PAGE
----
Former Maharashtra Chief Minister and Shiv Sena leader Uddhav Thackeray’s recent remarks regarding his non-receipt of a formal invitation to the upcoming consecration ceremony of the Lord Ram temple in Ayodhya on January 22 have stirred discussions about faith, politics, and the shared legacy of the Ram Janmabhoomi movement.
Thackeray, while addressing reporters, articulated his stance on the event, emphasizing that the consecration of the Ram temple holds significance beyond political affiliations. Despite not receiving an official invite, he asserted that an invitation was unnecessary as Lord Ram belongs to all, indicating his intention to visit Ayodhya at a time of his choosing. He reiterated Shiv Sena’s historical involvement in the Ram Janmabhoomi movement, recalling the sacrifices made by the party, including his father, Bal Thackeray, who faced repercussions for advocating the cause.
Reflecting on his tenure as Chief Minister and a past visit to Ayodhya, Thackeray’s statements underline the personal and political connections Shiv Sena holds with the issue, marking it as a matter deeply ingrained within the party’s ethos.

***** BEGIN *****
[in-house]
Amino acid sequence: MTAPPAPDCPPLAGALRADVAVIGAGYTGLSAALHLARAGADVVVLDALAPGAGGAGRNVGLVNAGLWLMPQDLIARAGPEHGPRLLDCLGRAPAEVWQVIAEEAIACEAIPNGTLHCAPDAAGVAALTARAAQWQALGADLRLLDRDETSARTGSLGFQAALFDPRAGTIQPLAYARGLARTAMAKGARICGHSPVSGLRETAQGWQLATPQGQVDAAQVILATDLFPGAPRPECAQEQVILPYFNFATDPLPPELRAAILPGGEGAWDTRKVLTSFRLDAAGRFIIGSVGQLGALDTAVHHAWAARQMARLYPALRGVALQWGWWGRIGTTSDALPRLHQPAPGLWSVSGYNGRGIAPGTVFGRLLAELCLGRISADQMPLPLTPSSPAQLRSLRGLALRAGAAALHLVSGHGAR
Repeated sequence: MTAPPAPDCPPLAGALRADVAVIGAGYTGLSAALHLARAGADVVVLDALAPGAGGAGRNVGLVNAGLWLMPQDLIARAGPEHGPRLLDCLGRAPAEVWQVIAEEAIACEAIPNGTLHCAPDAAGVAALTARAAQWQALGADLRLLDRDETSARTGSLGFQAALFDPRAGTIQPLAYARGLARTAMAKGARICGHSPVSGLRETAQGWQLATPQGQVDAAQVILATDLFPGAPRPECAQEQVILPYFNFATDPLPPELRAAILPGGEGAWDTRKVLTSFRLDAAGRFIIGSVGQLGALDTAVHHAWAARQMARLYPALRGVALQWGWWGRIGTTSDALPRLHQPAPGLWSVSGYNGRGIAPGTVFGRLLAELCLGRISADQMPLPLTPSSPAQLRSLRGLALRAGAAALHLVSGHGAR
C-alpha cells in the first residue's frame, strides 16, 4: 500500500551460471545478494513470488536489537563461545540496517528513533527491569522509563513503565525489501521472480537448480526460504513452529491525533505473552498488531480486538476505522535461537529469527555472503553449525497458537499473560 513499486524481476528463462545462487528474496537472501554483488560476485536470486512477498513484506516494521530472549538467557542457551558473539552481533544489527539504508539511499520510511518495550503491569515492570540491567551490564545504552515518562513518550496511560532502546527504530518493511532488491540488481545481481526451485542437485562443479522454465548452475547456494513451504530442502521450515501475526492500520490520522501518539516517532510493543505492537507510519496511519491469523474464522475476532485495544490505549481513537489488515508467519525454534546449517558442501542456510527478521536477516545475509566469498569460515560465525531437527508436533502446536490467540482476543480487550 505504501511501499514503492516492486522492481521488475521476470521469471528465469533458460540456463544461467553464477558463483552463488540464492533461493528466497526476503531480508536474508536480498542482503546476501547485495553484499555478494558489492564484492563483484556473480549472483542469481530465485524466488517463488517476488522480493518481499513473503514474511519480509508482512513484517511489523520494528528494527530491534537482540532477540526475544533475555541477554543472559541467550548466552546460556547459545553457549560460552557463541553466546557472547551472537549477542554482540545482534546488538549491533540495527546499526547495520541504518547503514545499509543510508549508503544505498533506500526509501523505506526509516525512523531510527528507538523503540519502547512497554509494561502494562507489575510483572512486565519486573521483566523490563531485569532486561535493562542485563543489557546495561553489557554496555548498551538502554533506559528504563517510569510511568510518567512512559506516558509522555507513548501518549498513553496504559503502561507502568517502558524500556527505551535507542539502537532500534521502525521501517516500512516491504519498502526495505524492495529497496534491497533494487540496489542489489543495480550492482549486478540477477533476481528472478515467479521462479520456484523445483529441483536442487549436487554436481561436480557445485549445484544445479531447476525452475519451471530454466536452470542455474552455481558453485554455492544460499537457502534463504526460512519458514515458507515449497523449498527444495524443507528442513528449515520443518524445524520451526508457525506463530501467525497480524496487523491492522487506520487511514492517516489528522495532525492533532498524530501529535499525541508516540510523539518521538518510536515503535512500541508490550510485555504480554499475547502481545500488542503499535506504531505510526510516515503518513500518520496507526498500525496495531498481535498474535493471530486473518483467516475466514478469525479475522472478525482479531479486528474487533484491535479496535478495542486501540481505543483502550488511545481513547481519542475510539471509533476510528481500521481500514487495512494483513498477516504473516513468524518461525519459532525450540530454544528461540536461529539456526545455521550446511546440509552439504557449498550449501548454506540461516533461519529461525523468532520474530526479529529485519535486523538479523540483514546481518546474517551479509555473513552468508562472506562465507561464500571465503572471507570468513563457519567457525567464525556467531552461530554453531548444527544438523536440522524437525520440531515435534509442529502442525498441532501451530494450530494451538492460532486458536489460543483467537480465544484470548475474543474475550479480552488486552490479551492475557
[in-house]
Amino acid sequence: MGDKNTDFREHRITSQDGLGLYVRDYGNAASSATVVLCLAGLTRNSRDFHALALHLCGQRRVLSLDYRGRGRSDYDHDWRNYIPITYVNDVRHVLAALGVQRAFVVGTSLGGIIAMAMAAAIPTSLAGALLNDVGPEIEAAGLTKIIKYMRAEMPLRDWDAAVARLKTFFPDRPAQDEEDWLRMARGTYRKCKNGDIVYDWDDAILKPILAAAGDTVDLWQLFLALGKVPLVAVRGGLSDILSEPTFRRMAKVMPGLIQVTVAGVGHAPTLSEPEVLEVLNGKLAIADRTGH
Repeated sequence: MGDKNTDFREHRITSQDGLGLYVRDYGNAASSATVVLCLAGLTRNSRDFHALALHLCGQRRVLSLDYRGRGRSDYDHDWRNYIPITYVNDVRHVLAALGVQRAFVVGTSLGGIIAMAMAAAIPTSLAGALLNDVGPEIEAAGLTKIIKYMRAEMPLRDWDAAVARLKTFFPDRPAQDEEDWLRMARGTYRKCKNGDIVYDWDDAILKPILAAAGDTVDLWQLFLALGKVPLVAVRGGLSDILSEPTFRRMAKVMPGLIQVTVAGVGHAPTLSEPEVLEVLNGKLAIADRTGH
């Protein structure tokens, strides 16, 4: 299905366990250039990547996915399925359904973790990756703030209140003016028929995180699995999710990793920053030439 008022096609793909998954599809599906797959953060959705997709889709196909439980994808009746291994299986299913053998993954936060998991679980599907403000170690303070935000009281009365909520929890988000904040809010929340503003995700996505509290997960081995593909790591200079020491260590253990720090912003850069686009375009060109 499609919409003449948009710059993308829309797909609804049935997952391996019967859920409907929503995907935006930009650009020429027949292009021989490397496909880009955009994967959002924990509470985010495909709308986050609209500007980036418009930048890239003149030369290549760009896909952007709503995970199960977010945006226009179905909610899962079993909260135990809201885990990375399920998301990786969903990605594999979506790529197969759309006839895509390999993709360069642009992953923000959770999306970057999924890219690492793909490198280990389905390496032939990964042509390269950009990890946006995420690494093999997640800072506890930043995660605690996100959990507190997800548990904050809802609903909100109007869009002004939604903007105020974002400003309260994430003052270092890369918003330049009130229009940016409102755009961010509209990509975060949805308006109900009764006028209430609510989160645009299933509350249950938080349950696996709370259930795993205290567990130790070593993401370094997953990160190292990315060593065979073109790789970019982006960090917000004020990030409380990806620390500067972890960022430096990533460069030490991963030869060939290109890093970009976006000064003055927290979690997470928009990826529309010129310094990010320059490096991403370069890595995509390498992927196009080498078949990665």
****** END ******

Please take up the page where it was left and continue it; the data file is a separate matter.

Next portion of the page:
In a subtle dig at the BJP, Thackeray emphasized the non-politicization of the consecration, stressing that the sanctity of Lord Ram’s event should transcend party lines and be revered as a matter of faith for millions, cautioning against any attempt to politicize the occasion.
Further distancing the temple’s construction from the central government, Thackeray attributed its realization to the Supreme Court’s decision rather than direct governmental involvement.
Meanwhile, Shiv Sena spokesperson Sanjay Raut shed light on the historical context, asserting the involvement of prominent Shiv Sainiks, including Bal Thackeray, among the accused in the Babri mosque demolition case, highlighting the party’s deep-rooted connection to the issue.
The looming event, expected to witness the presence of Prime Minister Narendra Modi, Uttar Pradesh Chief Minister Yogi Adityanath, and a multitude of attendees, stands as a significant milestone in India’s religious and political landscape.
Thackeray’s remarks, while addressing his non-receipt of an invitation, epitomize a narrative transcending formalities, underscoring a deeper sentiment of shared faith and cultural heritage associated with Lord Ram, resonating beyond the confines of a political invitation. As Ayodhya prepares for this historic occasion, Thackeray’s statements reinforce the inclusive spirit and sacredness that surround the momentous event.